Facebook has long struggled to remove hate speech from its platform — or to even define what constitutes hate speech at all. That’s why it was encouraging this week when the company’s founder and CEO Mark Zuckerberg took to his personal page to explain why he was reversing his controversial stance on Holocaust denial content to officially ban it from the platform.
Two years ago, Zuckerberg made waves when he said that he wouldn’t advocate for automatically removing Holocaust denial content, saying that while he found it offensive, he didn’t believe the people behind it were “intentionally getting it wrong.” However, rising rates of extremism and violence around the world seem to have finally changed Zuck’s mind.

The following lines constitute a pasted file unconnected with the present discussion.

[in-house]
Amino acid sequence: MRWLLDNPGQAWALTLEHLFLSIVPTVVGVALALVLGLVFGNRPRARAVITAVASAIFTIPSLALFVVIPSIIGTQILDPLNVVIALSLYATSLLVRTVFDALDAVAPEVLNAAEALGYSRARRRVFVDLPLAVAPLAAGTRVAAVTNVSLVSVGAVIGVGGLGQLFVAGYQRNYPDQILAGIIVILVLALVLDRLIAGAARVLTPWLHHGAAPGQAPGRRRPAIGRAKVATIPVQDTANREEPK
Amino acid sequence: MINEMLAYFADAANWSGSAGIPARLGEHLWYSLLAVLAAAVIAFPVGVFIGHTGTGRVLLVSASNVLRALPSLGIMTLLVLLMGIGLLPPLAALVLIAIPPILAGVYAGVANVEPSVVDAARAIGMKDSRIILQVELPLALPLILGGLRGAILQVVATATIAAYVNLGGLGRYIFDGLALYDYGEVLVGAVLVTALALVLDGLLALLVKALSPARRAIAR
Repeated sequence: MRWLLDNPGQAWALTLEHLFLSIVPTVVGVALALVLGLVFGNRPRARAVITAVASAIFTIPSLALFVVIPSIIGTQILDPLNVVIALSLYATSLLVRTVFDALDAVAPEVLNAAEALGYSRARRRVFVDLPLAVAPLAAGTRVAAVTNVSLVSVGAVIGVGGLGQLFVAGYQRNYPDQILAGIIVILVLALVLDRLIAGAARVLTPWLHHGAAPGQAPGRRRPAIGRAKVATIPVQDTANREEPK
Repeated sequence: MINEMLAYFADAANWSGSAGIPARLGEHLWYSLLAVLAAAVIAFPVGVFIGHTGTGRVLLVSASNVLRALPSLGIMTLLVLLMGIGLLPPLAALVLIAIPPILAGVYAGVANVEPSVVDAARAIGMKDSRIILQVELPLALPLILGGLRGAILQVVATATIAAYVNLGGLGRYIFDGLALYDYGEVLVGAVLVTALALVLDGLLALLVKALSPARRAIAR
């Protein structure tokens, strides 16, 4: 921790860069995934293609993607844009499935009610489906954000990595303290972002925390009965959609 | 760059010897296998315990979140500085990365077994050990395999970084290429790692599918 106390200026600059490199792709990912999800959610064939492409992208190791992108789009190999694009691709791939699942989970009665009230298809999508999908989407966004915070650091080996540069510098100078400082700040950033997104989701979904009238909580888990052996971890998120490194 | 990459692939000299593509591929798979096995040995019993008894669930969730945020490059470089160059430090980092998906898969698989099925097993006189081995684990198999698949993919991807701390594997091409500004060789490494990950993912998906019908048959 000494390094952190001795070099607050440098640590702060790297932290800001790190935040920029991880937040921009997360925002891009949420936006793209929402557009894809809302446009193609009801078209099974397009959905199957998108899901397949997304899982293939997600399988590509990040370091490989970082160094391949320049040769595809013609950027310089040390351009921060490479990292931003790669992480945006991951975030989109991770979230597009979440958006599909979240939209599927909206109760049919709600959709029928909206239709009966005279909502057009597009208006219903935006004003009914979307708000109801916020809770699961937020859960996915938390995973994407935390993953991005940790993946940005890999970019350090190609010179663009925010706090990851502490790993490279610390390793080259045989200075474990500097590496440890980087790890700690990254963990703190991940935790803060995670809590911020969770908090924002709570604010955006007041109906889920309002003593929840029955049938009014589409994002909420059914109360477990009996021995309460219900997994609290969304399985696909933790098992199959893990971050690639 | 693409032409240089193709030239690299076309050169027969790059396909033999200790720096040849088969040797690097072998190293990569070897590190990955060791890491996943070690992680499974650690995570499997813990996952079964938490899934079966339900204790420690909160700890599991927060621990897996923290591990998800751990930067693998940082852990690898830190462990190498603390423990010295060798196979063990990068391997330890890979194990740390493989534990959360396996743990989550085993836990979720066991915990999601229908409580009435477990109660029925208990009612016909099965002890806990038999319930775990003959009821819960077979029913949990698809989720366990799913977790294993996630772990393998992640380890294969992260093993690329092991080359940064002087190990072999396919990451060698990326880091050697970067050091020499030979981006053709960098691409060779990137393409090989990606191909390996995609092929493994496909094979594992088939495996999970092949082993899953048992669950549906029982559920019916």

“I’ve struggled with the tension between standing for free expression and the harm caused by minimizing or denying the horror of the Holocaust,” Zuckerberg wrote on his Facebook page. “My own thinking has evolved as I’ve seen data showing an increase in anti-Semitic violence, as have our wider policies on hate speech. Drawing the right lines between what is and isn’t acceptable speech isn’t straightforward, but with the current state of the world, I believe this is the right balance.”
Considering that Facebook has long shirked its responsibility to moderate speech on its platform, this is an encouraging development. Hopefully the company gets this aggressive with other forms of hate speech, too.
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